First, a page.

(Now listen again.)
11. When did the golden age of flying boats start?
12. Why was the service of Empire Class flying boats stopped in the early 1940s?
13. What is the speaker mainly talking about?
Questions 14 through 16 are based on the following passage.
According to some psychologists, intelligence is the ability to learn from experience, adapt to new situations, understand and handle abstract concepts and use knowledge to change one’s environment. Skills like learning, memory, reasoning and problem-solving enhance these abilities. Therefore, certain habits may be evidence you’ve got these skills. For example, it is commonly thought that those who are intelligent are organized and have everything in their workspace arranged neatly. But that’s not the case. In an experiment from the University of Minnesota, people in a messy setting came up with more creative ideas than those in a neat space. Cathleen Voss, study author, says disorderly environments seem to inspire breaking free of tradition, which can produce fresh ideas. Orderly environments, in contrast, encourage following traditions and playing it safe. But according to Jonathan Why, a research scientist at Duke University, creativity is one of the qualities that smart people tend to possess and may actually lead to messiness. He says, “It’s not messiness that helps creativity, but creativity which may create messiness.” Such people tend to get lost in thought while focusing on a problem or issue, and planning becomes of less importance than focusing on a problem at hand
(Now listen again.) Questions:
14. According to the passage, what are intelligent people like in most people’s eyes?
15. According to Jonathan Why from Duke University, which of the following statements is true?
16. What is the passage mainly about?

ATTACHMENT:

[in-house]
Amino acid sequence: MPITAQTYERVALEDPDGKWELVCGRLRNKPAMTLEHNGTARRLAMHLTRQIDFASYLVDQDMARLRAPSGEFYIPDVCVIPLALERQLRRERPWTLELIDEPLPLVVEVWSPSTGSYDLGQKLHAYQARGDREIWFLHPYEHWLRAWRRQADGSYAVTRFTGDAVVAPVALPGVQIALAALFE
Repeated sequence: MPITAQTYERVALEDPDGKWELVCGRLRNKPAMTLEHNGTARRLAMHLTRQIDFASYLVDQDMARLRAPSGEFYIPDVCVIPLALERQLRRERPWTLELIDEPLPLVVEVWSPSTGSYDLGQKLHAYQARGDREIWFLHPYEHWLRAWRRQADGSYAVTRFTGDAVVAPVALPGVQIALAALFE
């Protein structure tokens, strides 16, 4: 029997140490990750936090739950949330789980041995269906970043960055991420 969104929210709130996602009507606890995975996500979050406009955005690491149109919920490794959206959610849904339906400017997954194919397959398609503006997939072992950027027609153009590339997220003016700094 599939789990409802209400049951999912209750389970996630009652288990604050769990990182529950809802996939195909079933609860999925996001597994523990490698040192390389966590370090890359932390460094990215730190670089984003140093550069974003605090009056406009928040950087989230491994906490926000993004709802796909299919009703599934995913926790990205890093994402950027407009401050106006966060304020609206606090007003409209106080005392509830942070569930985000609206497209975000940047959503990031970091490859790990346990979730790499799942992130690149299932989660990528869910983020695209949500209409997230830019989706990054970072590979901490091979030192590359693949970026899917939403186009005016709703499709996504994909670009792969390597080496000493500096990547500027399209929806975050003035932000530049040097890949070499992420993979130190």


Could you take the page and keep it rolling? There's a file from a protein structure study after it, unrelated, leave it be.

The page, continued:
Questions 17 through 20 are based on the following conversation.
W: James, have you read about the research into the human brain?
M: Not yet. What does it say?
W: It says men are better at some things like map-reading and finding direction while women are better at other things like remembering words and faces.
M: Interesting. Now I understand why I am the one in my family who does all the map reading.
W: The research was done by a team from the University of Pennsylvania. They looked at the brains of nearly 1,000 men and women and found they are wired differently.
M: Wired differently? You mean connected in different ways?
W: Right. In males, the stronger connections run within each half of the brain. In women, the stronger connections are between the two sides of the brain.
M: I see. W: The difference might explain why men are better at learning and performing a single task, like reading maps or cycling. But women are often better at doing several things at the same time. They can also concentrate on a task for longer.
M: Now I can understand why I can’t do several things together.
W: But not everyone agrees. A professor from the University of Oxford said the connections inside the brain are not permanently fixed and the brain is very complex. Without sufficient data, you can’t jump to any general conclusions.
M: I guess the professor is right.
(Now listen again.)
17. What is the conversation mainly about?
18. Compared with women’s brains, what has the new research found about men’s brains?
19. According to the new research, which of the following are women better at?
20. What does the professor from the University of Oxford think of the new research findings?
(That’s the end of listening comprehension.)